I was fortunate to be invited by Boeing and Qantas – along with a very small number of other television, radio and print journalists – to be part of Media Team 787, a media only flight from Sydney to Brisbane and return onboard N787BX (ZA003). Configured with 135 seats, less than 30 guests were permitted to be carried by authorities by virtue of the aircraft’s ‘experimental’ status. The aircraft was in Sydney on the first stop of its final leg of the global Dreamtour. The clear emphasis and focus of the tour is well and truly aimed squarely at what the aircraft offers in terms of the passenger experience.
In this article I’ll try and articulate my impressions as a passenger and convey my early opinions relating to the 787 customer experience.
I arrived at Qantas HQ wondering how they would manage a few hundred people on the doorstop of their Sydney office. As it turned out, I was fortunate enough to be selected by Boeing as one of the 28 media representatives to experience a flight most people would kill for. Hosted by both Qantas and Boeing, the day included an informal return trip to Brisbane for lunch with various media opportunities scattered throughout the day. In attendance was the Qantas CEO, Alan Joyce, Jetstar New Zealand CEO, David Hall, Boeing VP of Marketing, Randy Tinseth and a small army of Boeing staffers that provided logistical, maintenance and customer support.
Pics from the Early Press Conference
I avoid using words like stunning… but on this occasion I feel that I have to – there’s no word that more aptly describes the Dreamliner’s ramp presence. A gentleman I was talking to said that he was there because his television network “made him” (poor guy). “I’ve never been much of an aviation or travel fan”, he said, “… but being here now, and for the first time ever, I’m looking at an aircraft and the only word I can use to describe it is beautiful”. Such is the evolution of Boeing’s design philosophy. Gone are the days of reengineered 1960′s technology and those box-kite designs that we’d sadly come to expect from manufacturers. Not unlike a bird, the 787 exhibits a naturally organic yet futuristic presence on the ramp… and it exhumes a very obvious hypnotic and feminine charm that can’t be ignored. For many, the experience on the 787 will be the first time they’ve actually had an emotional connection with an airframe.
I’m usually a very level person with an unwavering temperament that thinks of aircraft in the same way a handyman does of his hammer. However, on this occasion, getting up extremely close and personal with the machine I found myself reaching up and touching it expecting some sort of cosmic implosion. I though back to a moment in a Star Trek movie where Commander Data (a sentinent Android) queries Captain Picard as to why he felt the need to touch the Phoenix when visiting a historic warp ship for the first time.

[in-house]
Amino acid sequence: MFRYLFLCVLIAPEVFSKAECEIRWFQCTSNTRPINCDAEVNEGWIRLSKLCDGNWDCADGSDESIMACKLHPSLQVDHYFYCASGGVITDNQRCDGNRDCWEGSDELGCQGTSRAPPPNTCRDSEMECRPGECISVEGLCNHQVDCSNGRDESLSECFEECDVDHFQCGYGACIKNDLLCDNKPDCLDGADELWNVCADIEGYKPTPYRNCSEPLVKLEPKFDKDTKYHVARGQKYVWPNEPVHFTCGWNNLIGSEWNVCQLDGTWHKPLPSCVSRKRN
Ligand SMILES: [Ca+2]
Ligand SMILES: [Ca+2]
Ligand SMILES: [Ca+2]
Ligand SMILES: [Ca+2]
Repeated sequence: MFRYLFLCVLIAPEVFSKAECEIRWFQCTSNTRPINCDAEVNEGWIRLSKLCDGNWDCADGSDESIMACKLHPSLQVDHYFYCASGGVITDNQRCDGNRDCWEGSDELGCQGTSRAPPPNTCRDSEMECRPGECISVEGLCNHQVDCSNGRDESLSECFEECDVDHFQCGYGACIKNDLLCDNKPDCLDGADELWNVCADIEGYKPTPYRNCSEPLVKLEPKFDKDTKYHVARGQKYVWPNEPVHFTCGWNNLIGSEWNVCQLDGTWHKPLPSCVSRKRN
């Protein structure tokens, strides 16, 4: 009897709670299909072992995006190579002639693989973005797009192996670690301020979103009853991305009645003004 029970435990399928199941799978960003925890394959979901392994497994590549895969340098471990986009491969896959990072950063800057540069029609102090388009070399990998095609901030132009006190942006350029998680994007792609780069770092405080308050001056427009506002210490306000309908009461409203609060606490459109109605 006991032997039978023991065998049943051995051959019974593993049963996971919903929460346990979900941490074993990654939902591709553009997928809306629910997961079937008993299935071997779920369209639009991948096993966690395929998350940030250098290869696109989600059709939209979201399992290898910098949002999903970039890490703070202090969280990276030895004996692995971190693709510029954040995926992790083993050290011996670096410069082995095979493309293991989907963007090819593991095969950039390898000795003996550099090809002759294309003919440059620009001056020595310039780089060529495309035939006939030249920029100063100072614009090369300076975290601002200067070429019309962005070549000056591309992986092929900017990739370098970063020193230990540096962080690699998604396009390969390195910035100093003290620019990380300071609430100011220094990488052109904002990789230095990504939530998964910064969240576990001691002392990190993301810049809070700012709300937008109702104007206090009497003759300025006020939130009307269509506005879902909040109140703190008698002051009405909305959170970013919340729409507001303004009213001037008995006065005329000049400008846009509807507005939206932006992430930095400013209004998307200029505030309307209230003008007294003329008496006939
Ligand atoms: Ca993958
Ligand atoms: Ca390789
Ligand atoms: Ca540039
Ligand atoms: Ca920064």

Data: Sir, does tactile contact alter your perception of the Phoenix?
Picard: Oh, yes! For humans, touch can connect you to an object in a very personal way, make it seem more real.
[Data also puts his hand on The Phoenix]
Data: I am detecting imperfections in the titanium casing… temperature variations in the fuel manifold… it is no more “real” to me now than it was a moment ago.
Many pilots – again, referencing Star Trek – form a Borg nation. We love aircraft and flying for reason that passengers and enthusiasts can’t and don’t relate to. We’re assimilated into a world of SOP’s, repetition, checklists and procedures, and there’s always a clear disconnect from the passenger experience (we’re more focused on the passenger comfort of that experience). Although we’re acutely aware of what passengers want, it usually rates rather low on our aircraft wish-list. We have a very utilitarian attitude; the aircraft is a tool of trade and we treat it as such.
The Boeing 787's Scupltured Ramp Presence
It didn’t take me long to realize why the 787 made such an immediate emotional impression on me – Boeing have reinvented air travel. What I was experiencing on the inside and outside of the aircraft was so new it was like I was touching an aircraft for the first time all over again. Boeing had stepped back far enough from the internal systemic bureaucracy that I can only assume plagues their organization to identify with the need to overhaul their thinking… and they did an incredible job. The result is a thing of beauty.
Inside the 787
Entry was made into the aircraft via the 2L door while parked in the Qantas hangar. Not unlike the 777, business passengers will appreciate the separate 1L door that can be used exclusively for the pointy end of the aircraft. Premium guests shouldn’t have to deal with those awful and underdressed commoners staring at them as they board.
I’m not quite sure the configuration of our aircraft was in any way, shape or form ‘typical’. We had a business section towards the front and two zones of economy class seating. The forward zone represented a realistic cattle class while the rear section provided business legroom in premium seating. Zone four was completely empty making it ideal for break dancing. In our case, the dance floor was used for television crews and journalists to conduct business… and it was heavily utilized as a place for groups of people to simply socialize in cruise. Just forward of the 2L entry door was a bar area and large LCD TV screen playing promotional Boeing videos. We were seated in a 3-3-2 arrangement in the rear zone with with business style leg room. When the aircraft enters into service we’ll likely see a high density 3-3-3 economy arrangement with legroom comparable to the 737.